Daily Dose: Kinsler Hits DL; Feliz Up

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As Aaron Gleeman ventures his way back from another successful SABR Convention
in Washington, D.C., I’m happy to be your guide to Sunday’s goings-on
in the baseball world. No worries, you’ll be back to your regularly
scheduled Daily Dose soon enough.


There was bad news and good news for Rangers fans on Sunday. While
they took a serious hit with second baseman Ian Kinsler being placed on
the 15-day disabled list with a strained left hamstring, the blow was
softened by news that top prospect Neftali Feliz is on his way from
Triple-A Oklahoma City.

Acquired from the Braves in the Mark Teixeira deal, the 21-year-old
Feliz has garnered tons of attention for his 100+ MPH fastball,
recently averaging 99.4 MPH on his heater during July’s Futures Game.
He was named the organization’s top prospect by Baseball America
over the winter. The Dominican flamethrower began the year as a starter
but recently moved to the RedHawks bullpen in anticipation of a
promotion to the big club, compiling a 2.16 ERA and 20/3 K/BB ratio
over 16 2/3 innings.

Make no mistake, the club still views him as a starting pitcher in
the long-term, but much like fellow blue-chipper Derek Holland, he’ll
cut his teeth in the pen, joining C.J. Wilson, the newly-activated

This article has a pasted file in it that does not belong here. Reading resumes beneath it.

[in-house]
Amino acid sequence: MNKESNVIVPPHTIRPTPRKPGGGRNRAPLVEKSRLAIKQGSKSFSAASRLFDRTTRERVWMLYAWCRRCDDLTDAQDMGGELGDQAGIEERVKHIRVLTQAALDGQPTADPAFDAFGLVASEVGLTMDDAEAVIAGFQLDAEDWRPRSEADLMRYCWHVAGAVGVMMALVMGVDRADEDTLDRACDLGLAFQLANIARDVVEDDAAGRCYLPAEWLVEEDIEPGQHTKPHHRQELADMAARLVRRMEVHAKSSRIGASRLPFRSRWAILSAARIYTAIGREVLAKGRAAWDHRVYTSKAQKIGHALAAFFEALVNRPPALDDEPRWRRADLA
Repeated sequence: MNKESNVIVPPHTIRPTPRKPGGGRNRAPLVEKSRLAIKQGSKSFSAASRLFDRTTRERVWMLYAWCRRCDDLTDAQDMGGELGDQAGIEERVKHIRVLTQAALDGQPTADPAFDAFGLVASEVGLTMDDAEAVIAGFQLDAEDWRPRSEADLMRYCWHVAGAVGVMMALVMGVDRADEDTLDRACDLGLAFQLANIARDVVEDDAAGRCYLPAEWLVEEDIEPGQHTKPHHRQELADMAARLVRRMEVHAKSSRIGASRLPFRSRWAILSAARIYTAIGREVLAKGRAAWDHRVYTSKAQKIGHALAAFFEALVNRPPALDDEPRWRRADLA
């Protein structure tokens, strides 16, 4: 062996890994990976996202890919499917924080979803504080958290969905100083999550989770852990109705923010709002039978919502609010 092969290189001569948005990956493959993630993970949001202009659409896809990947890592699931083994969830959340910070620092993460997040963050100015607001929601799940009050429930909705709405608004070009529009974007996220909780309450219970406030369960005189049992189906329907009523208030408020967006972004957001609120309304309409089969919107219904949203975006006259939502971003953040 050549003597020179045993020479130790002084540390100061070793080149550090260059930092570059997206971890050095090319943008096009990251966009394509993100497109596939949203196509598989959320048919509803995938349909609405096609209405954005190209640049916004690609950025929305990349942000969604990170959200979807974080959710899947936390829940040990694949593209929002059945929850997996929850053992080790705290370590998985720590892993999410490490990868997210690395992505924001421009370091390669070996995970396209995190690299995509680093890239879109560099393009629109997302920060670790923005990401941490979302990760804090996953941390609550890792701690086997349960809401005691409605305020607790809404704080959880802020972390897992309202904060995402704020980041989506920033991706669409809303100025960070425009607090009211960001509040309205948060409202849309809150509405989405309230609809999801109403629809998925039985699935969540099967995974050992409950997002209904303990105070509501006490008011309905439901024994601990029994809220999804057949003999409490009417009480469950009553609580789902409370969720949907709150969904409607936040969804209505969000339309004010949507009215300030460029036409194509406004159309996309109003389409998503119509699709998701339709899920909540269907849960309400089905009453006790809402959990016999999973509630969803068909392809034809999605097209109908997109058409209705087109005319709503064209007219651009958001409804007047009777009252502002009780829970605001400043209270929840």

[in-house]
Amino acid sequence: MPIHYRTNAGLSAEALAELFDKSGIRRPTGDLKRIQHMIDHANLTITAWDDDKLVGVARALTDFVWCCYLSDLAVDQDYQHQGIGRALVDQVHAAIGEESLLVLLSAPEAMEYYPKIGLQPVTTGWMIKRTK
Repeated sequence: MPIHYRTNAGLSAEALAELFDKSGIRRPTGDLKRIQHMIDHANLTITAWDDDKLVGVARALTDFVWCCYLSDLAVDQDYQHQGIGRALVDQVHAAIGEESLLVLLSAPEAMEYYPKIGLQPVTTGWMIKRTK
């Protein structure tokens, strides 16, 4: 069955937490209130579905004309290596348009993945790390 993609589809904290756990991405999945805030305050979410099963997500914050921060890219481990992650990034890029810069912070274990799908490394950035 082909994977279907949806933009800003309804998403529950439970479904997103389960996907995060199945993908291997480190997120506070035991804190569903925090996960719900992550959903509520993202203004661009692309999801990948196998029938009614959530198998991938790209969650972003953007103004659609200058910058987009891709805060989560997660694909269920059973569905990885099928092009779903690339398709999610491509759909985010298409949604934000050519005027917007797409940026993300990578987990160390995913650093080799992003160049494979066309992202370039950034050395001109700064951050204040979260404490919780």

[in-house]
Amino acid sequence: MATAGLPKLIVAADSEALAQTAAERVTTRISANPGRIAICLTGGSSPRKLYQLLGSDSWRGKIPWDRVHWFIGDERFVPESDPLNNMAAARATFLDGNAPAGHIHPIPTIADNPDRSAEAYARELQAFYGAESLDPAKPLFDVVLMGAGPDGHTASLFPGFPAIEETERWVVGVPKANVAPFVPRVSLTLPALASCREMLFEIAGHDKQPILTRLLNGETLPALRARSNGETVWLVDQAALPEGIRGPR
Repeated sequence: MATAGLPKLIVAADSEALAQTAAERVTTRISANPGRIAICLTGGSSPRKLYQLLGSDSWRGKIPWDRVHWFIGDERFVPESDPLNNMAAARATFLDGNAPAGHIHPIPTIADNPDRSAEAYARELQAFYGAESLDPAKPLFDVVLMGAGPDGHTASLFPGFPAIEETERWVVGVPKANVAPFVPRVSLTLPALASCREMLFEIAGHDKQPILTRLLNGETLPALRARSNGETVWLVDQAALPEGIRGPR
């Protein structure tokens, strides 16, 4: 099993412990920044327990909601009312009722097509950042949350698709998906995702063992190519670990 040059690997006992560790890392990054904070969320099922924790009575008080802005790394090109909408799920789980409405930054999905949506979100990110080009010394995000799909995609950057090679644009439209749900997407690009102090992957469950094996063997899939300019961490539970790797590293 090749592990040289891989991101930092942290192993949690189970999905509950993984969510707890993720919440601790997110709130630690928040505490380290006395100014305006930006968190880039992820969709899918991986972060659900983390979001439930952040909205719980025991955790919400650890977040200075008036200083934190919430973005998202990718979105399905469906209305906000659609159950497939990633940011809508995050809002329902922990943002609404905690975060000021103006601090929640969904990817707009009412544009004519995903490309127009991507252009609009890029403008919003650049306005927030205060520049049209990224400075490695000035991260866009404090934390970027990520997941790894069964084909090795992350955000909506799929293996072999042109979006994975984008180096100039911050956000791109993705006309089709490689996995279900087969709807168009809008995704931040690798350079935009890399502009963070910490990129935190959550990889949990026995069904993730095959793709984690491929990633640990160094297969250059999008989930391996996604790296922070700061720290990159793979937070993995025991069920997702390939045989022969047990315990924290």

Frank Francisco and Darren O’Day in a relief corp that was already one
of the best in the American League. Get ready to pounce in keeper

As for Kinsler, he was placed on the disabled list retroactive to
July 29, so it’s conceivable that he could return by the end of next
week. Perhaps a bit of a respite isn’t the worst thing in the world for
Kinsler and the Rangers anyway; since a ridiculous .322/.384/.656
showing in April, Kinsler has hit just .219/.293/.431, including a
lowly .157 batting average in July. Still, fantasy owners will have to
find a replacement for a player who leads all major league second
basemen with 22 stolen bases and is in the top five in homers, RBI and
runs scored. Not the easiest task, but there are plenty of quality
options available in most mixed-leagues (Maicer Izturis, for one).

* After suffering a setback in his recovery last week, Brandon Webb